While Keiko finds herself investigating the incident at the US base, Ochiai manages to talk Yuji into going into the mountains with him to try and locate the crashed plane. And its in the mountains that the action gets going.

As well as the journalist and photographer, there are also two units from Japans self-defence force also trying to converge on the plane. And, to make matters difficult, the mountains are also heavily infiltrated with the aforementioned “Northern agents.”

The main problem that I had with Midnight Eagle is that the film seems to be quite uncertain as to whether its an action film or a conspiracy thriller. We do have a conspiracy, centring on what was on the crashed plane and why the Japanese government are so desperate not only to recover the plane, but also to keep the whole affair under wraps. But its not much of a conspiracy and figuring out what is going on is far from difficult which makes the reveal a bit of a let-down.

So on to the action and here the film suffers by being quite slow. The action sequences are competently done, but there is a limit to the number of ways that you can film a couple of men trudging through snowy mountains while avoiding various white-clad villains hiding in the snow. Consequently, we have a very high dialogue to action ratio.

Perversely, though, its in the dialogue that the film scores most strongly. There is a great deal of discussion in the film about Japans military and foreign policies and, while some of this probably does assume a greater understanding of the countrys politics than the average Westerner has, none of it is so intricate as to lose you and the broad themes are understandable to all.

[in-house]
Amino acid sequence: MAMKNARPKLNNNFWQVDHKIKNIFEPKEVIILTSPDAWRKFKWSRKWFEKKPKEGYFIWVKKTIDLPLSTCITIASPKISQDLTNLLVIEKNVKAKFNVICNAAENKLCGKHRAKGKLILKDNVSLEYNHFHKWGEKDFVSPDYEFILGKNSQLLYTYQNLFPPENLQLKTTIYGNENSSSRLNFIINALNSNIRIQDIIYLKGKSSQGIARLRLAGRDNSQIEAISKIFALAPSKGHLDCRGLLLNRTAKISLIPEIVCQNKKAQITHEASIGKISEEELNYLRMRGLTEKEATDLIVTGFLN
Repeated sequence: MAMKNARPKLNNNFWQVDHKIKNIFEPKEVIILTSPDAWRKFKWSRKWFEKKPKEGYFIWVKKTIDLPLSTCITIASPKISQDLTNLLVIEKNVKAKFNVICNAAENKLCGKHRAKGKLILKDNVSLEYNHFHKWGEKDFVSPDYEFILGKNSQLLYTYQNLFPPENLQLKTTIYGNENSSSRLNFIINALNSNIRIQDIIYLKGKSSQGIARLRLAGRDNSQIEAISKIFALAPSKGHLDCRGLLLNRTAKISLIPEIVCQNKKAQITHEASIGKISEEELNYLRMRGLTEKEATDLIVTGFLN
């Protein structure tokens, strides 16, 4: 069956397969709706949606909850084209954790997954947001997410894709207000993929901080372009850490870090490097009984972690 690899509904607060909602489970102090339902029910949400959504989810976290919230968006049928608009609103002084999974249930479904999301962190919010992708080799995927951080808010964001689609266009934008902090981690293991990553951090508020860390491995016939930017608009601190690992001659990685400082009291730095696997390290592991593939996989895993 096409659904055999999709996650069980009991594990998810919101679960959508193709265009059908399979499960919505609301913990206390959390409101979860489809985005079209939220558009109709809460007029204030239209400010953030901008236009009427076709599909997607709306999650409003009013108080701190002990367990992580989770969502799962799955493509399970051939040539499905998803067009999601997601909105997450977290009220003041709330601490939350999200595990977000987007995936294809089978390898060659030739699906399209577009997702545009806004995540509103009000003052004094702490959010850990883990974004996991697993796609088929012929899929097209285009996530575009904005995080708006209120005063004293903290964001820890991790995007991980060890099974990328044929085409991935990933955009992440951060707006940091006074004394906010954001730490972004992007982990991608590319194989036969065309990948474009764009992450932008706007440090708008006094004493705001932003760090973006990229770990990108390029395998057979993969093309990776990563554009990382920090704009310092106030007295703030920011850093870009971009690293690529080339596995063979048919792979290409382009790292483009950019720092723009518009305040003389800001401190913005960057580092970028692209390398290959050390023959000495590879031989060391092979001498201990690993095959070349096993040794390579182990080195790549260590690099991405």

There is also much said about the nature of journalistic integrity, the value of truth and – although not explored as fully as Id have liked – the question of what happens when reporters uncover explosive secrets.

All of this comes together in a very powerful and genuinely moving climactic scene which very effectively pulls together the films themes of sacrifice and loyalty and which – on its own – makes Midnight Eagle a film well worth seeing.


A thrill-seeking businessman (Daniel J. Fox) hears about Dreamscape Inc, a company that provides electronic dreams – custom fantasies that are delivered directly to your brain as you sleep – and becomes very interested. After listening to the sales pitch, he signs up to have a little widget attached to the back of his skull and, still feeling groggy, is returned home where he collapses on his bed.

Then were into the main part of the film, a spy thriller fantasy that sees the businessman in the role of a courier, tasked with delivering a mcguffin to a contact. As The Courier (in keeping with the films noirish aspirations, no-one has a name), he takes on countless secret service agents, gets the girl (Magda Rodriguez) and attempts to stay ahead of The Investigator (Mark Ellingham) long enough to complete his mission.

This is all good solid stuff and works well as an action oriented spy thriller. Its also beautifully shot and really does show what can be achieved now with some intelligent use of digital effects.

The sets and the scenery really do come together superbly to give the film a very effective near-future noir feel. I dont think Ive seen a digital landscape this well realised since, well, since Sky Captain and the World of Tomorrow. As with Sky Captain – and unlike many subsequent films – writer/director, Daniel J. Fox is confident enough that he doesnt feel the need to constantly ask you to marvel at his CGI ingenuity. Instead, the sets and the design do what these things are supposed to do – deliver a well-realised and believable world that fits the story perfectly.

The film does have some weaknesses, however, most notably the slightly clunky dialogue and an air of predictability to the plot – the predictability being my major gripe.

The back of the DVD case promises that: “illusion quickly turns into nightmare as reality and fantasy blur.” Unfortunately, reality and fantasy dont blur nearly enough. What I was hoping for was something like eXistenZ in which both the characters and the audience are deliberately confused as to what is real and what isnt.

Although the businessman believes he is in a dream, the truth is quite apparent to the rest of us. And this makes for a rather disappointing reveal at the end.

A longer version of this Dreamscape is currently in progress. If this version makes more of the dream/reality divide or extends the final act, then Daniel J. Fox could have a truly unique film on his hands.